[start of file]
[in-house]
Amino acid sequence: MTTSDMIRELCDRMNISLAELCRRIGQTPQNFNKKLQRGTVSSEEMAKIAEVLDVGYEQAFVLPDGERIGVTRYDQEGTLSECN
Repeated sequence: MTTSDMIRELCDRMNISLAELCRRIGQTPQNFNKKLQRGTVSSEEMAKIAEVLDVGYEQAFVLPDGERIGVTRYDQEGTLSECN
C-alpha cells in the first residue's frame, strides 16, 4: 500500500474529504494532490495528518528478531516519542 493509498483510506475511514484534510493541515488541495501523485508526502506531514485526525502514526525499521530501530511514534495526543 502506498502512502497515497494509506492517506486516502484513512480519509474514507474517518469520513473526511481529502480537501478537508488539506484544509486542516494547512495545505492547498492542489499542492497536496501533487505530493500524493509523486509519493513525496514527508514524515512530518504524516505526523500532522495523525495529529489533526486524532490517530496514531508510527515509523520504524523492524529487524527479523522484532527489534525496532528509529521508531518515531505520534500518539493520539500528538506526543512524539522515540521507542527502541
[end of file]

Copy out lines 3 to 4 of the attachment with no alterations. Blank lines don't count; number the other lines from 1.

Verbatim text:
Repeated sequence: MTTSDMIRELCDRMNISLAELCRRIGQTPQNFNKKLQRGTVSSEEMAKIAEVLDVGYEQAFVLPDGERIGVTRYDQEGTLSECN
C-alpha cells in the first residue's frame, strides 16, 4: 500500500474529504494532490495528518528478531516519542 493509498483510506475511514484534510493541515488541495501523485508526502506531514485526525502514526525499521530501530511514534495526543 502506498502512502497515497494509506492517506486516502484513512480519509474514507474517518469520513473526511481529502480537501478537508488539506484544509486542516494547512495545505492547498492542489499542492497536496501533487505530493500524493509523486509519493513525496514527508514524515512530518504524516505526523500532522495523525495529529489533526486524532490517530496514531508510527515509523520504524523492524529487524527479523522484532527489534525496532528509529521508531518515531505520534500518539493520539500528538506526543512524539522515540521507542527502541